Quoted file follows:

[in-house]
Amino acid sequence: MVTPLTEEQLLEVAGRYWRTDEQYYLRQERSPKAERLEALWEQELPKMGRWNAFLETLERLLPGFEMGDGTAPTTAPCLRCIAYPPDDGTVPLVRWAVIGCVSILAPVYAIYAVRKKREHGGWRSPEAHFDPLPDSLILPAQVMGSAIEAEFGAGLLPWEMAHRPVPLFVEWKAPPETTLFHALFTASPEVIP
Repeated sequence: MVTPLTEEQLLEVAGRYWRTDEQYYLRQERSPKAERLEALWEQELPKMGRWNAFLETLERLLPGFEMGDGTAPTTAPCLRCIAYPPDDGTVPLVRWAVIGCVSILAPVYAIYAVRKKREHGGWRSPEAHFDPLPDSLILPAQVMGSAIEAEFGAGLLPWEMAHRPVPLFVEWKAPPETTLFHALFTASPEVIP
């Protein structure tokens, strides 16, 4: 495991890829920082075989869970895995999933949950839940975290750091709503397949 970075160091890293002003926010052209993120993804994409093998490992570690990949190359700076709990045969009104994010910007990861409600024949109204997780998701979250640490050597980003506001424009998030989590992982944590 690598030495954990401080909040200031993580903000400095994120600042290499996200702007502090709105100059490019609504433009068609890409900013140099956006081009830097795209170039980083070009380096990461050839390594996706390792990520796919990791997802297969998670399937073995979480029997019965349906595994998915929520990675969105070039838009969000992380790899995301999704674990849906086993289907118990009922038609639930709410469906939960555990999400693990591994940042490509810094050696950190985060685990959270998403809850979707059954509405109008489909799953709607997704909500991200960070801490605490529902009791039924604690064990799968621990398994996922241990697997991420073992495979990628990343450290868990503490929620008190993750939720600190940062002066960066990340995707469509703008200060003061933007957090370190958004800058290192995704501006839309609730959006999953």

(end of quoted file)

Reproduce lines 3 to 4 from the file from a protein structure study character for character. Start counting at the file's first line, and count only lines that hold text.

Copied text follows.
Repeated sequence: MVTPLTEEQLLEVAGRYWRTDEQYYLRQERSPKAERLEALWEQELPKMGRWNAFLETLERLLPGFEMGDGTAPTTAPCLRCIAYPPDDGTVPLVRWAVIGCVSILAPVYAIYAVRKKREHGGWRSPEAHFDPLPDSLILPAQVMGSAIEAEFGAGLLPWEMAHRPVPLFVEWKAPPETTLFHALFTASPEVIP
């Protein structure tokens, strides 16, 4: 495991890829920082075989869970895995999933949950839940975290750091709503397949 970075160091890293002003926010052209993120993804994409093998490992570690990949190359700076709990045969009104994010910007990861409600024949109204997780998701979250640490050597980003506001424009998030989590992982944590 690598030495954990401080909040200031993580903000400095994120600042290499996200702007502090709105100059490019609504433009068609890409900013140099956006081009830097795209170039980083070009380096990461050839390594996706390792990520796919990791997802297969998670399937073995979480029997019965349906595994998915929520990675969105070039838009969000992380790899995301999704674990849906086993289907118990009922038609639930709410469906939960555990999400693990591994940042490509810094050696950190985060685990959270998403809850979707059954509405109008489909799953709607997704909500991200960070801490605490529902009791039924604690064990799968621990398994996922241990697997991420073992495979990628990343450290868990503490929620008190993750939720600190940062002066960066990340995707469509703008200060003061933007957090370190958004800058290192995704501006839309609730959006999953």